Liberty looks at road levy
LIBERTY — Township trustees are considering a replacement road levy for the November general election ballot to raise additional funds for road paving and other improvements.
At many trustee meetings, residents have raised concerns about the condition of the roads, with potholes and uneven surfaces.
Trustee Chairman Arnie Clebone said at a special meeting Wednesday that trustees have looked at seeking grants and loans for road work, but there needs to be more money generated for the many roads in the township that need work. He said money is also needed for local funds for matching grants.
Seven streets already have been approved for seal coating work this fall at a cost of $101,763.
Trustees had the county engineer’s office inspect all 60 miles of roads and provide a list of those in the worst condition so they could be prioritized. The engineer’s study gave the trustees an estimate of $8 million to fix all the roads.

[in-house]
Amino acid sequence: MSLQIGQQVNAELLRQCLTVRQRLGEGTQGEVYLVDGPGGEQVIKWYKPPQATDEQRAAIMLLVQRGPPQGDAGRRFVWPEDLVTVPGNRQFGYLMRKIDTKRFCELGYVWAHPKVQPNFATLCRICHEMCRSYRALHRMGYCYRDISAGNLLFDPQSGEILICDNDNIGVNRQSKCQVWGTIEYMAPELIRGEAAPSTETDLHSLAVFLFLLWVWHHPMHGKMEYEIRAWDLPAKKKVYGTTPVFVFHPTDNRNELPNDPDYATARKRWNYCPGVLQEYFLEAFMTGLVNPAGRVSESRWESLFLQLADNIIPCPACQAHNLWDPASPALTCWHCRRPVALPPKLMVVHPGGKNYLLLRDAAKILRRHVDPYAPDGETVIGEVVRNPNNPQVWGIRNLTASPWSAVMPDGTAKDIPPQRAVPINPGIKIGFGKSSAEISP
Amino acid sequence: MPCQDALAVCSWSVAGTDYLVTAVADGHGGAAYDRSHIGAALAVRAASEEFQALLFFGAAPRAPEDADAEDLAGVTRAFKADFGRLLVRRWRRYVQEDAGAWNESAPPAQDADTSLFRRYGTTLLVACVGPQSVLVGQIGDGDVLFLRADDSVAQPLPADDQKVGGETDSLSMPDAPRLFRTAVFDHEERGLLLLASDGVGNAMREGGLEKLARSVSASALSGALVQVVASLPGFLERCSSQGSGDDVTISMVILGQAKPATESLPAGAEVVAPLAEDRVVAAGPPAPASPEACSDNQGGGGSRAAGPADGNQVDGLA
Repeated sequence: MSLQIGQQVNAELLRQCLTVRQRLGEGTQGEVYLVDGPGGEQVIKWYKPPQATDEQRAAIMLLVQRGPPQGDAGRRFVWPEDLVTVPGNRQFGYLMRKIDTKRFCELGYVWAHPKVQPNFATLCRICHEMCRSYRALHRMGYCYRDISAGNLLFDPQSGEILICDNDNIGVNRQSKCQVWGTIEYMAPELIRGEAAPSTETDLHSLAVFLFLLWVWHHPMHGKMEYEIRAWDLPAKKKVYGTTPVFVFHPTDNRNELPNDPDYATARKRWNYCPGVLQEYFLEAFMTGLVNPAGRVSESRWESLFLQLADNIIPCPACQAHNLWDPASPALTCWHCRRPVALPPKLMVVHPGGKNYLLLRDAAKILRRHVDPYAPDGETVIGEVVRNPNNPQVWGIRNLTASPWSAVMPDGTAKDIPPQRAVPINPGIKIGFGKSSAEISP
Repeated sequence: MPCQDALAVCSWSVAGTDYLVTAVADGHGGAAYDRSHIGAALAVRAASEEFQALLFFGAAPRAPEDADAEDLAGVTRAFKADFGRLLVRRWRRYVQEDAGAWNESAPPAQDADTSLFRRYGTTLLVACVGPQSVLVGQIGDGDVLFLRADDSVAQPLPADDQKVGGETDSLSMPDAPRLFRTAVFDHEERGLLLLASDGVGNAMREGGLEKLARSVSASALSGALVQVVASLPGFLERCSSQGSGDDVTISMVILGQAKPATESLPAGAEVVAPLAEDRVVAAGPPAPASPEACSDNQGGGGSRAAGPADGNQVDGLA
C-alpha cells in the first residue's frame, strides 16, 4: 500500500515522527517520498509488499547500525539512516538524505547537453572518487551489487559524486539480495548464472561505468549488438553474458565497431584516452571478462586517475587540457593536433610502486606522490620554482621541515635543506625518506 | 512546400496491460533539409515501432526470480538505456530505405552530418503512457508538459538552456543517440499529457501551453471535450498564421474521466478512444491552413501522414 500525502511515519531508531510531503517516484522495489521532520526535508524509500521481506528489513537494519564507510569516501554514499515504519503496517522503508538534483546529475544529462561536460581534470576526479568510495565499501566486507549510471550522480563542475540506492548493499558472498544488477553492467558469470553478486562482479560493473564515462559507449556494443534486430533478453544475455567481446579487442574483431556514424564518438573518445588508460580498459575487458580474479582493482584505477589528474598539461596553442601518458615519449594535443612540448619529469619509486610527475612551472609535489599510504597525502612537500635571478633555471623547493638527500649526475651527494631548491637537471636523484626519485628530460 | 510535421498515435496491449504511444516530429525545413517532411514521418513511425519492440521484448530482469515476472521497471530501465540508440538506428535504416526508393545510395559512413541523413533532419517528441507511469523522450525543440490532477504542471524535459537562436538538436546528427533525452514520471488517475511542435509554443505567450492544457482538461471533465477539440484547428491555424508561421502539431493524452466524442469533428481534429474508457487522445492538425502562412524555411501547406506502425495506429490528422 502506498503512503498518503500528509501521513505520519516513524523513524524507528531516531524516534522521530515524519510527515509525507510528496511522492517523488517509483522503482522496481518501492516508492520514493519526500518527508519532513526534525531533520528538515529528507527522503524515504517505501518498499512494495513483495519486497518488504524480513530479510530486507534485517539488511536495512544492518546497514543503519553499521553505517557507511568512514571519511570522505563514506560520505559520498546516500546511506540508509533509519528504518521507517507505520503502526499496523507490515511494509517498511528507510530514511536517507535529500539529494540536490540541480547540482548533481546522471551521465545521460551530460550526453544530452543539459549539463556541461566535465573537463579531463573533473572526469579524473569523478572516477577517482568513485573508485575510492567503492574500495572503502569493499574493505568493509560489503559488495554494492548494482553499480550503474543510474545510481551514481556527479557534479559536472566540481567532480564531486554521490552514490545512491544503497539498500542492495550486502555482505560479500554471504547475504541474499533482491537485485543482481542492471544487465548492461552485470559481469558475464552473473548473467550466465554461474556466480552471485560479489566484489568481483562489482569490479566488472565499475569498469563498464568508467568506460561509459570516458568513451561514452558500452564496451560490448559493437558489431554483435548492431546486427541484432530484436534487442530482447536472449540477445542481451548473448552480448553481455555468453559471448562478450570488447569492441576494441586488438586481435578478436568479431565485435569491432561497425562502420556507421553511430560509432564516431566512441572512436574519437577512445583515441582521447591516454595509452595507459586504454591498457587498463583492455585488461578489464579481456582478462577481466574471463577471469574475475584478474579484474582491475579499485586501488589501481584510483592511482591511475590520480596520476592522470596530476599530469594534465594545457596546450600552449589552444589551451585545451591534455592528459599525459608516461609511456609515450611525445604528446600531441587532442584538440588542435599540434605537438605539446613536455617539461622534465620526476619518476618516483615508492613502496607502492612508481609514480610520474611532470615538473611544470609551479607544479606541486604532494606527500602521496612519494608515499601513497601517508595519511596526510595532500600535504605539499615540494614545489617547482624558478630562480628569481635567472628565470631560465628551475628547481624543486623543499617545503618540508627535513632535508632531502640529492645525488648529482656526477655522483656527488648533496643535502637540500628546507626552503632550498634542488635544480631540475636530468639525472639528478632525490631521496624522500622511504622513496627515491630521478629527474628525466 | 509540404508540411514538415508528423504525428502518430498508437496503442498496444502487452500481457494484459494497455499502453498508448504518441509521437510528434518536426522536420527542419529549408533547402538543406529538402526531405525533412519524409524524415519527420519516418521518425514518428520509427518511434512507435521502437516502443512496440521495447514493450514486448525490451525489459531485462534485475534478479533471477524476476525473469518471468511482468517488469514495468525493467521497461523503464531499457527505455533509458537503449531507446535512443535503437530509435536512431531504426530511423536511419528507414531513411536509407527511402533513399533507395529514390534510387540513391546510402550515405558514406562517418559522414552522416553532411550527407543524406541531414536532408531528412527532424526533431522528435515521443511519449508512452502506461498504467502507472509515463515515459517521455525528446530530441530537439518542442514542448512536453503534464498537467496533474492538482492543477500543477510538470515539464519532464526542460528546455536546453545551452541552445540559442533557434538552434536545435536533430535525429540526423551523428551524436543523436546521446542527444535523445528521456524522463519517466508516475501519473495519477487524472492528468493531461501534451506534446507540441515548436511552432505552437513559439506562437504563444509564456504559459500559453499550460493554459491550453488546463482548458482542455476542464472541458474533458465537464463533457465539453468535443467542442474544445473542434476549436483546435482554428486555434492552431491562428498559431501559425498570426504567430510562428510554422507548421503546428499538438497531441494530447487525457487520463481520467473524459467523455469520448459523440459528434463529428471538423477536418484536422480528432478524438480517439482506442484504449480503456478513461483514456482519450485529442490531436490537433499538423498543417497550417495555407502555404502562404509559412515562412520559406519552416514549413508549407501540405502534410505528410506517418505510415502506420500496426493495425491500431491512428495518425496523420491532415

Road Supervisor Tim Monroe said while chip and sealing roads is not the same as paving, it does help save the road surface.
“Chip and seal is not the answer for everything. It helps save the road until we can generate enough revenue to pave. We need to come up with the best solution for the roads with the revenue we have. We want to get the roads back to where they were,” Monroe said.
Clebone said the township has a 1.25-mill, five-year road levy generating $250,000 annually and costing the owner of a $100,000 house $43 per year. The levy was passed six years ago and expires in 2019.
He said being considered is a 2.25-mill or 2.50-milll, 10-year or more replacement road levy for which the owner of a $100,000 home would pay $90 a year.
Trustees have scheduled a special meeting 6 p.m. July 24 on the road levy and rescheduled their next regular meeting from Monday to 6:30 p.m. July 30. The deadline to get a levy on the November ballot is Aug. 1.
Some of the biggest problem streets include Mount Everett Road and West Montrose Street, which are scheduled to be seal coated this fall. Trustees hope to chip and seal 10 or more roads a year from 2019-2021, depending on funding availability.